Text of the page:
Home English Analysis of ‘The Good Morrow’ by John Donne

Analysis of ‘The Good Morrow’ by John Donne

6
SHARE

The Good Morrow

John Donne is considered to be a master of metaphysical conceit. What is metaphysical conceit? It is an extended metaphor that compares two very different ideas with the help of imagery. Likening lovers to saints which he uses in the poem The Canonization is a classic example of metaphysical conceit. While Petrarchan conceits compares two objects that are related, metaphysical conceits compare objects that are completely unrelated. Donne’s poems are also popular for its puns and paradoxes. John Donne who lived in the late 16th century and early 17th century wrote many love poems during his early life and many religious poems later on life. None of his poems were published while he was alive but his manuscripts were very popular then. The poem The Good Morrow is also a love poem.

In Donne’s poems there are no soft entries into the subject; he goes into it bang on. He wonders what he and his lover did till they found true love. He asks if they were not weaned from the childish play of love, meaning sex. They ‘sucked’ or drank up the childish pleasures which meant that they were involved into more of physical play rather than being in love. He questions again if they were almost dead as the children in Seven Sleepers den? These were children who were walled alive by the Roman emperor in the 3rd century and these children went off to sleep and were found to be alive after 187 years when a builder removed the wall. This allusion can mean that their relationship before this point might be childish or boring or even something that is hidden or afraid. He is sure that his lover was the kind of beauty he had dreamed and desired.

From all the earthy feelings his soul has risen to a ‘good morrow’ which was without the fear of another. He continues that this love consumes one totally and has eyes only for the beloved and for nothing else. Wherever he looks he can only see his love; so he rightly says that ‘makes one little room an everywhere’. Now that the whole world was in that one room, he says let the explorers reach new lands, let cartographers make the maps, these lovers are not interested in anything. The lovers have their own world to explore and they were enjoying this new-found dimension to their love.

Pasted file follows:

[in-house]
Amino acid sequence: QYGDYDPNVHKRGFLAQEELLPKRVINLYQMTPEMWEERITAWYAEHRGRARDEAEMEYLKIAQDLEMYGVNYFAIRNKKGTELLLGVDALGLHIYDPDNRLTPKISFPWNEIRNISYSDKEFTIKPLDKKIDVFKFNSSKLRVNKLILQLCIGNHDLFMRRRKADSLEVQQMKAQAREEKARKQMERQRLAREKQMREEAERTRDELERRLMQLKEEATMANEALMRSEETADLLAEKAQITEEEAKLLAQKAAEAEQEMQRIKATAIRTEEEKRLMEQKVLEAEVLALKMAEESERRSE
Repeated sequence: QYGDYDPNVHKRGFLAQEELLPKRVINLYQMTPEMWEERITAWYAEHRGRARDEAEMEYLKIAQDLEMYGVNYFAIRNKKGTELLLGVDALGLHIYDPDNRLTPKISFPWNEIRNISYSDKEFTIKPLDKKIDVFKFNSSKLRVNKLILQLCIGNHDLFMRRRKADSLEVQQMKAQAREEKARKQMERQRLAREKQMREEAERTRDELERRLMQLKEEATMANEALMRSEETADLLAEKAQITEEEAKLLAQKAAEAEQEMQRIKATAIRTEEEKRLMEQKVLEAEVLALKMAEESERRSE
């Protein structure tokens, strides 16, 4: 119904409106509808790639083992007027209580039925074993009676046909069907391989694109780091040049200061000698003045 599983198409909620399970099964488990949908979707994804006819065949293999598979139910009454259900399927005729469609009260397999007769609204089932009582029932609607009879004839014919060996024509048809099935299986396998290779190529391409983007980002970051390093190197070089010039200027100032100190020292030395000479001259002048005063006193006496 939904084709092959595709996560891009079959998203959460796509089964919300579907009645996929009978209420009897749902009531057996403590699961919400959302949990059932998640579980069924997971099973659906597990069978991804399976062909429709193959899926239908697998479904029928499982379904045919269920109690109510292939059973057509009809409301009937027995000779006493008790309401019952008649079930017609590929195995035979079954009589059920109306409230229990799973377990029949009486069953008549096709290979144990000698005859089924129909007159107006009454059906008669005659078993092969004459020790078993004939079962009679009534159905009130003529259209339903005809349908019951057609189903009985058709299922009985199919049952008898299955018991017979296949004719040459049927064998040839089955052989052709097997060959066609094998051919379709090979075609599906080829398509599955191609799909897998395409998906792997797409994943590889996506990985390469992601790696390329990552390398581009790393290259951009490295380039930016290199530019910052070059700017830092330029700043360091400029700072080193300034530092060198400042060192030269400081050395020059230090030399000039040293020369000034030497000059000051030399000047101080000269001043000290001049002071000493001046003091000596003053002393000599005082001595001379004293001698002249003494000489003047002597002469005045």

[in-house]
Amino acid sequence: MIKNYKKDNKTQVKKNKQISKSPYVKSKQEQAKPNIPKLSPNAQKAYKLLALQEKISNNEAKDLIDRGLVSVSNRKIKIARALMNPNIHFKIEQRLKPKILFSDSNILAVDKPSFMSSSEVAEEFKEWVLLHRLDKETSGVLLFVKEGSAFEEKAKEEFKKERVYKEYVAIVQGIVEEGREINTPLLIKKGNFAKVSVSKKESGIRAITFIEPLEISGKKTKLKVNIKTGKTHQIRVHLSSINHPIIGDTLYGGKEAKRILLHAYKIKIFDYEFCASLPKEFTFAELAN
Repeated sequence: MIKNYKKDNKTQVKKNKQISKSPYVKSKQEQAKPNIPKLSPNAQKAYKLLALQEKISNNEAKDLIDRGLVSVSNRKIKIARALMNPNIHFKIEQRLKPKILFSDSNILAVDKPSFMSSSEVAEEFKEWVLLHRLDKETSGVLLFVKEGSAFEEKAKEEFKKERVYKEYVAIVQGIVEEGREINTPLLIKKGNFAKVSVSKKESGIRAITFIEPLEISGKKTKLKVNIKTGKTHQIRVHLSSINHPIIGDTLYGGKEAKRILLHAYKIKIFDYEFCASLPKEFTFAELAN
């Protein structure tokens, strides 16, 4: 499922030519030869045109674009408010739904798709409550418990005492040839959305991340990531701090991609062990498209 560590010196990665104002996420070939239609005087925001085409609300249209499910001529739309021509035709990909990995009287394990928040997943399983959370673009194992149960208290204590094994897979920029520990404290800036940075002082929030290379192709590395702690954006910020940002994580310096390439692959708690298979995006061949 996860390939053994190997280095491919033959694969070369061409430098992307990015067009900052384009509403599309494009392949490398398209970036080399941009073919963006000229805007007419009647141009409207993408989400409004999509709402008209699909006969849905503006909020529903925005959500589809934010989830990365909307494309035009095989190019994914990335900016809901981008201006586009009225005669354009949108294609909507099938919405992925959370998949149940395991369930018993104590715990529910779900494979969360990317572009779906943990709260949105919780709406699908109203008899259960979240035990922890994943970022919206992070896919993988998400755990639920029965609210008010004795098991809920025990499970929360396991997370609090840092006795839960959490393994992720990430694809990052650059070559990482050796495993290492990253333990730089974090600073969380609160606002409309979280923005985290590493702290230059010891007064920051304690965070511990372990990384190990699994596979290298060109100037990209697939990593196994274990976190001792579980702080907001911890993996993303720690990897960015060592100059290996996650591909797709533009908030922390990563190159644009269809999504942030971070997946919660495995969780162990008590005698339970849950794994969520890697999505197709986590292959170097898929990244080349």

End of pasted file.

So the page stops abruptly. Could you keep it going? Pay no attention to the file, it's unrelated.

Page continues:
Sitting face to face with the lover, he sees his face in her eyes and she sees her face in his eyes. They are blissful and rest in each other’s eyes.  They are like the two hemispheres; not hemispheres where seasons change and cold winds blow. They have united to become one and it is spring season there.  He concludes that if she loved him as he did, then their love was so healthy that it would never die.

The poet wakes to a morrow which was very different from what was seen hitherto. Donne seems to have called this poem a sonnet when it is not really that, only the theme of the poem is about love and his woman, like the sonnets. It has 21 lines in three stanzas. The rhyme scheme is ABABCC in iambic pentameter. There are alliterations in the poem.

Were we not weaned till then?

Or snorted we in the Seven Sleepers' den?

In lines 12 to 15 the poet has used anaphor; the word being ‘let’. The title of the poem is ’good morrow’ and is apt as it is indeed an indication of the good future. His future was going to be good because he has realised the futility of the days spent in physical play believing it to be love. Now he has found true love, his soul was to rise in love- so where is the doubt that it was a ‘good morrow’?